I had a chance to interview Luria Petrucci (you might remember her as Cali Lewis) about what she’s learned over the last 10 years of doing video online. This leader in the video podcasting, online video and live video space shares so much in this piece – I recommend you watch it and take a few notes in the process.
Luria and I will doing a Webinar (that won’t be free on Facebook, but you’ll only need an email to sign up) on Live Video. You can grab your free ticket for that at HowToStreamVideo.Live.
Let me give you the 50,000 foot overview: You can create content fast with the New Media Content Creation Model. Leverage Web 2.0 and you can achieve the ISYOT Effect. Let your content escape the computer and the Internet by leveraging the power of Podcasting.
However, let’s be honest, I’ll take what Zune News I can get (especially when it has to do with Zunes and Podcasts).
There’s nothing fancy here in this release, but it certainly does the job (and sure beat’s Apple’s offering in this space). There are links to download everything and audio Podcasts can be streamed (if you have Silverlight installed). There are also options to review Podcasts. I’ve reviewed each of the Podcasts listed below – for obvious reasons. And yes, sure, we’d love a review or two from the audience as well.
The Zune Luv Podcast – How could I not mention this one? Don’t you think the content at ZuneLuv.com has been getting better lately? No, I’m not writing it right now.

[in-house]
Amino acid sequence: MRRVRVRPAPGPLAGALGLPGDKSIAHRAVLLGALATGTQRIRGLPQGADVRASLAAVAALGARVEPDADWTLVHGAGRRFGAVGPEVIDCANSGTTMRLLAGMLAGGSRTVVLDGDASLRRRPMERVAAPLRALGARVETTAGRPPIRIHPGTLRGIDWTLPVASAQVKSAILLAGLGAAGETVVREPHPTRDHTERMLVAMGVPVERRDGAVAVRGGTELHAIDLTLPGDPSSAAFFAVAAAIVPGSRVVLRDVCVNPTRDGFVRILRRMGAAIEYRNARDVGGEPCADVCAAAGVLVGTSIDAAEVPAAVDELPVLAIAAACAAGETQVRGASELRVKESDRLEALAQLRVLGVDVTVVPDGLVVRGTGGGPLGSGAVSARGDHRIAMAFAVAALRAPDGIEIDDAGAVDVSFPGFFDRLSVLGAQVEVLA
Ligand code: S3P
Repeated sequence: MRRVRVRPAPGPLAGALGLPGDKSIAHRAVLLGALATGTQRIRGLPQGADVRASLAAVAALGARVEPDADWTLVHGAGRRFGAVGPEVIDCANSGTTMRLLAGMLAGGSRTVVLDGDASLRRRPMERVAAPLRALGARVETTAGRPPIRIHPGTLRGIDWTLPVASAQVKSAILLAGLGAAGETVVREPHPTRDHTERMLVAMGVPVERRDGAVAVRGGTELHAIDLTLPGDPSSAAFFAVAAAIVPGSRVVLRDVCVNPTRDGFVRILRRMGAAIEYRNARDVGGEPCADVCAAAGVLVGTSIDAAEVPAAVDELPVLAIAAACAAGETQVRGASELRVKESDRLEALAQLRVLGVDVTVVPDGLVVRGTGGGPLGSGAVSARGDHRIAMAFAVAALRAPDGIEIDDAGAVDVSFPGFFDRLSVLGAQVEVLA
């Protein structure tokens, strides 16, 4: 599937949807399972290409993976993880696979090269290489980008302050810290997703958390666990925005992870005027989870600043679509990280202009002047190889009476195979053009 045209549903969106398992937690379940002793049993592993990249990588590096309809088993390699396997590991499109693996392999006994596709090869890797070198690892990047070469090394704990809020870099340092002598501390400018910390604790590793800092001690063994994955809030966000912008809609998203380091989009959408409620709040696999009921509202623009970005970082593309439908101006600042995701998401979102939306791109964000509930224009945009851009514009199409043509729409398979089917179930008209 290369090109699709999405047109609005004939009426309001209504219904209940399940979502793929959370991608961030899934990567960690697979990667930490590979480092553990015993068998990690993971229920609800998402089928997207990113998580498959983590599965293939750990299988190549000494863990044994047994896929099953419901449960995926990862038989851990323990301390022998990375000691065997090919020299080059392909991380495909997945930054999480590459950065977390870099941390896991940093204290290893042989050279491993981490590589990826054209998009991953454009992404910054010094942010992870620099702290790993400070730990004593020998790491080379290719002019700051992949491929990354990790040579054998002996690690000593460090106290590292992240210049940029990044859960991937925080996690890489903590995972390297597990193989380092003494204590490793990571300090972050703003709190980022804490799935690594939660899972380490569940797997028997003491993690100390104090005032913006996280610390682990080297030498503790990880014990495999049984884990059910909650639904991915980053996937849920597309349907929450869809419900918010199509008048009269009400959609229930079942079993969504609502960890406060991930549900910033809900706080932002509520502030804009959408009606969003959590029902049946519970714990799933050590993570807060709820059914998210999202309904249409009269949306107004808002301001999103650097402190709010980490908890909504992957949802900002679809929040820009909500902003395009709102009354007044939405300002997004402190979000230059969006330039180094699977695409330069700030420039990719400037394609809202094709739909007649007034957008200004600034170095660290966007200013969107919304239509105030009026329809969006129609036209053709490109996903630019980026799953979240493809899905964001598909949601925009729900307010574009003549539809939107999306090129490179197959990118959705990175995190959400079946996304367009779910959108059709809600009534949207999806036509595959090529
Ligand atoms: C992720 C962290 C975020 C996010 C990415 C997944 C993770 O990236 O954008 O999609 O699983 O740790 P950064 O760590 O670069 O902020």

But that, funny enough, isn’t the topic of this post either.
At my home entertainment center, you’ll see an Apple TV. I’ve loved her for a long time and have done everything I can through that device. I’ve loved her through Hulu and Netflix online despite, well, you know.
Then along came Boxee. She’s installed on my Apple TV.
My Apple TV just hit puberty – I always saw her potential, she’s just now showing it to me.
One sub $200 box gives me television, movies, pay per view, streaming, music, Internet Radio, etc. I can’t tell you how thrilled I am.
But, Boxee.TV ain’t perfect (she’s closer than anything else I’ve seen). Here, not that you asked, is what I’d change:
I’d put together a master database of all shows, Podcasts, etc. in one space so you don’t have to know that “The Unit” is under CBS while “24” is a Hulu property (let alone, where in the heck to find Ask A Ninja). If we’re really going to “kill” the networks, let’s KILL ‘EM.
I’d have some option between “your friends know nothing about what you watch” and “you friends know EVERYTHING you watch.” Some people don’t want the world knowing about their Hannah Montana addiction.
Add a very simple “across the room” email and RSS experience to the program. A simple ticker of your latest email at the bottom of the screen while you’re watching a show could be really fun too.
Let us change the background image (I know they’re working on that).
Let users “subscribe” to individuals and find out not just the last 6 things that all your friends did – but their entire history as well. Suggest some thoughts leaders in different spaces too.